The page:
Intact Insurance — previously operating as ING Insurance — claimed that problems with information disclosed on thd driver’s insurance application meant the company had the right to rescind the policy.
According to the insurance company, the driver’s spouse — who hadn’t signed the policy — failed to accurately disclose her driving history.
As a result, the insurance company rescinded the driver’s policy without providing 15 days notice as per law, determining that the failure to disclose the spouse’s driving history meant the agreement between the driver and the company was never made.
In 2017, a Windsor judge ruled in favour of the insurance company, a decision which the Merino family later appealed.
The Court of Appeals for Ontario overturned the initial decision in April 2019, determining that auto insurers in Ontario can’t retroactively rescind a contract.
Additionally, the Appeals Court ruled that the insurance company’s failure to provide the driver with at least 15 days notice of the contract’s termination meant the contract wasn’t legally terminated.
“The contract therefore remained in effect on the date of the accident,” reads an excerpt from the April 2019 decision.
That decision led the insurance company to file an appeal with the Supreme Court of Canada (SCC).
The SCC upheld the Ontario Appeals Court’s decision Thursday, dismissing the insurance company’s appeal.
“I think this insurer and all insurers are going to read this decision today, as they read the appeal decision in April, and I hope reasonable underwriters and reasonable auto insurers and their executives will take to heart what the law now says, and this won’t happen again,” said Donald Leschied, Karla Merino’s attorney.
Albertans with distracted driving convictions are finding it increasingly difficult to get full insurance coverage at reasonable rates, insurance brokers tell CBC News.
Edmonton driver Derek Johnson got a distracted driving ticket last year.
When he and his wife approached Action Insurance Group earlier this month to renew their insurance, they were told no companies were willing to offer Derek comprehensive and collision insurance.
“Sorry, I don’t have any other options with that conviction,” broker Adam Kluczewski said in a message to Miranda Johnson. “Companies are really cracking down on distracted driving. I even called a couple to see if they would bend and none of them will.”
Kluczewski and Action Insurance Group declined to comment on the situation.
“I think it’s a load of … nonsense really,” Derek Johnson said. “I just have one single ticket on my licence and it was a distracted driving offence, and insurance companies are telling me that they’re not going to give me full coverage.”
Collision insurance optional
In Alberta, legislation only mandates auto insurance companies to provide liability and accident benefits coverage.
Liability insurance covers damages or injuries a driver may cause to others. Accidental benefits covers injuries suffered by drivers and their vehicle occupants, giving them access to medical treatments.
Companies can choose not to provide collision and comprehensive insurance because they’re optional by law. Collision insurance covers damage to the driver’s vehicle when it collides with another car or object. Comprehensive insurance covers other damages, such as theft, fire and hail.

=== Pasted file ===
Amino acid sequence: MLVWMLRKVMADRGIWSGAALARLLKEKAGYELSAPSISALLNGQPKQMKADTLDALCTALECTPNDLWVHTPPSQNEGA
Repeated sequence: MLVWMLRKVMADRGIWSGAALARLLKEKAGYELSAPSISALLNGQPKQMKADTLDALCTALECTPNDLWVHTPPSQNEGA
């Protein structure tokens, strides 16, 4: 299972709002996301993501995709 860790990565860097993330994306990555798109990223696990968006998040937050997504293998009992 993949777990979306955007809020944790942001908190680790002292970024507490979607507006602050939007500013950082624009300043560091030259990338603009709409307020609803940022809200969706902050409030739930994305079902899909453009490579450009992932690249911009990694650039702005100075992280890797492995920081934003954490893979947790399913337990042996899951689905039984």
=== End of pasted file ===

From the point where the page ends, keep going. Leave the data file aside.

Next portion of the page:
Although collision and comprehensive insurance are optional, it’s typically required if the car is financed or leased.
“If you’re not able to get full coverage comprehensive insurance … you can’t finance a vehicle, [because] you need full coverage on a vehicle,” said Ray Robichaud, CEO of Edmonton Auto Loans, which works with 20 lenders.
‘Having to turn people away’
Brokers help customers find the best deals on insurance by working with a selection of insurance providers. CBC News surveyed three insurance brokerages in Edmonton — Armour Insurance, MBS Insurance Brokers and HDF Insurance — to ask how drivers might expect distracted driving tickets to affect their ability to get insurance.
Of the three firms, two — Armour and MBS — said they’ve had to turn clients down for full coverage because of distracted driving convictions.
Robichaud said he worked for eight months with a client who couldn’t get a car loan. He had been denied comprehensive and collision insurance because of a distracted driving conviction and two accidents on his record.
Armour Insurance CEO Rob Marusin said it’s becoming more common for clients with convictions to be denied comprehensive and collision insurance.
Marusin said as “intermediaries,” his brokerage firm has had to turn some clients with convictions away. “It’s created a bit of a hard market for consumers,” he said.
He said companies that offer the optional insurance for high-risk clients might require them to pay up-front for the full year.
“We try and help everyone, but right now … we unfortunately are having to turn people away because they maybe can’t afford to pay the full premium for the year,” he said.
Impact of 5 per cent annual cap
Some brokers blame the trend on the five-per-cent cap on auto insurance rates implemented by the former NDP government in November 2017. The cap expired Aug. 31 and Alberta’s UCP government has said it will not be renewed.
“I think that was creating some problems for them, so this was one solution — albeit imperfect solution — but it was one solution that I believe some [companies] are undertaking,” said George Hodgson, CEO of the Insurance Brokers Association of Alberta.